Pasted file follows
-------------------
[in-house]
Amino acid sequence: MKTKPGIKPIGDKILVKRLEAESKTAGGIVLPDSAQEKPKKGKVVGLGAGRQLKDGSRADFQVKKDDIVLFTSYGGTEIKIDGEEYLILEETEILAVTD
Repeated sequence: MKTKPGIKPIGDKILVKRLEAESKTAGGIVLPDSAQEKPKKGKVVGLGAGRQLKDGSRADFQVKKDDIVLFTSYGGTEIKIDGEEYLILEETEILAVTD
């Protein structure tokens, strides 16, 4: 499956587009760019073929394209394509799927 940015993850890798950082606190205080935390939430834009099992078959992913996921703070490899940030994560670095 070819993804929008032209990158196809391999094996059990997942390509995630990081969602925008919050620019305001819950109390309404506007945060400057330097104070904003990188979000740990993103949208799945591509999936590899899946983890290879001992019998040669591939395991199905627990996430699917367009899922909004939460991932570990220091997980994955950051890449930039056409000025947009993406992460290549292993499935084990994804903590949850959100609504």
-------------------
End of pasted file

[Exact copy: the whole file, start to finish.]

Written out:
[in-house]
Amino acid sequence: MKTKPGIKPIGDKILVKRLEAESKTAGGIVLPDSAQEKPKKGKVVGLGAGRQLKDGSRADFQVKKDDIVLFTSYGGTEIKIDGEEYLILEETEILAVTD
Repeated sequence: MKTKPGIKPIGDKILVKRLEAESKTAGGIVLPDSAQEKPKKGKVVGLGAGRQLKDGSRADFQVKKDDIVLFTSYGGTEIKIDGEEYLILEETEILAVTD
């Protein structure tokens, strides 16, 4: 499956587009760019073929394209394509799927 940015993850890798950082606190205080935390939430834009099992078959992913996921703070490899940030994560670095 070819993804929008032209990158196809391999094996059990997942390509995630990081969602925008919050620019305001819950109390309404506007945060400057330097104070904003990188979000740990993103949208799945591509999936590899899946983890290879001992019998040669591939395991199905627990996430699917367009899922909004939460991932570990220091997980994955950051890449930039056409000025947009993406992460290549292993499935084990994804903590949850959100609504």